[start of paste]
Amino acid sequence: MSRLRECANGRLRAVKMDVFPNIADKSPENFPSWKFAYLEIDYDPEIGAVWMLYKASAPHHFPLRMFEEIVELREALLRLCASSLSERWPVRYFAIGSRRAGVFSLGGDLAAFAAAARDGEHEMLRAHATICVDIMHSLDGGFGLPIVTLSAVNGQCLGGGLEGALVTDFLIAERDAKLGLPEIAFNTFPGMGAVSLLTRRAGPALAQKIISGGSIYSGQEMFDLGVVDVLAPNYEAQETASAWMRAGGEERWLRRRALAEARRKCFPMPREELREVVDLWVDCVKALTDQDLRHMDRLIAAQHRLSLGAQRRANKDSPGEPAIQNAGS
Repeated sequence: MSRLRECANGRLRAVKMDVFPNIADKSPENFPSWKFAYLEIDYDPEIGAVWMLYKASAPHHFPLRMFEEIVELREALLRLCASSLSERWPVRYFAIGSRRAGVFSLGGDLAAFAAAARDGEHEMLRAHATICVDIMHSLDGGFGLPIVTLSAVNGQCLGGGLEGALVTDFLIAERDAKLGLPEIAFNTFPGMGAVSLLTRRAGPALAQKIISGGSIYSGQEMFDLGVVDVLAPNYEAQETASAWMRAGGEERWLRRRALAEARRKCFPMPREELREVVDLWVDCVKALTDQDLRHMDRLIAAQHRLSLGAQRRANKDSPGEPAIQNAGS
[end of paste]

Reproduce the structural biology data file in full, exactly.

Amino acid sequence: MSRLRECANGRLRAVKMDVFPNIADKSPENFPSWKFAYLEIDYDPEIGAVWMLYKASAPHHFPLRMFEEIVELREALLRLCASSLSERWPVRYFAIGSRRAGVFSLGGDLAAFAAAARDGEHEMLRAHATICVDIMHSLDGGFGLPIVTLSAVNGQCLGGGLEGALVTDFLIAERDAKLGLPEIAFNTFPGMGAVSLLTRRAGPALAQKIISGGSIYSGQEMFDLGVVDVLAPNYEAQETASAWMRAGGEERWLRRRALAEARRKCFPMPREELREVVDLWVDCVKALTDQDLRHMDRLIAAQHRLSLGAQRRANKDSPGEPAIQNAGS
Repeated sequence: MSRLRECANGRLRAVKMDVFPNIADKSPENFPSWKFAYLEIDYDPEIGAVWMLYKASAPHHFPLRMFEEIVELREALLRLCASSLSERWPVRYFAIGSRRAGVFSLGGDLAAFAAAARDGEHEMLRAHATICVDIMHSLDGGFGLPIVTLSAVNGQCLGGGLEGALVTDFLIAERDAKLGLPEIAFNTFPGMGAVSLLTRRAGPALAQKIISGGSIYSGQEMFDLGVVDVLAPNYEAQETASAWMRAGGEERWLRRRALAEARRKCFPMPREELREVVDLWVDCVKALTDQDLRHMDRLIAAQHRLSLGAQRRANKDSPGEPAIQNAGS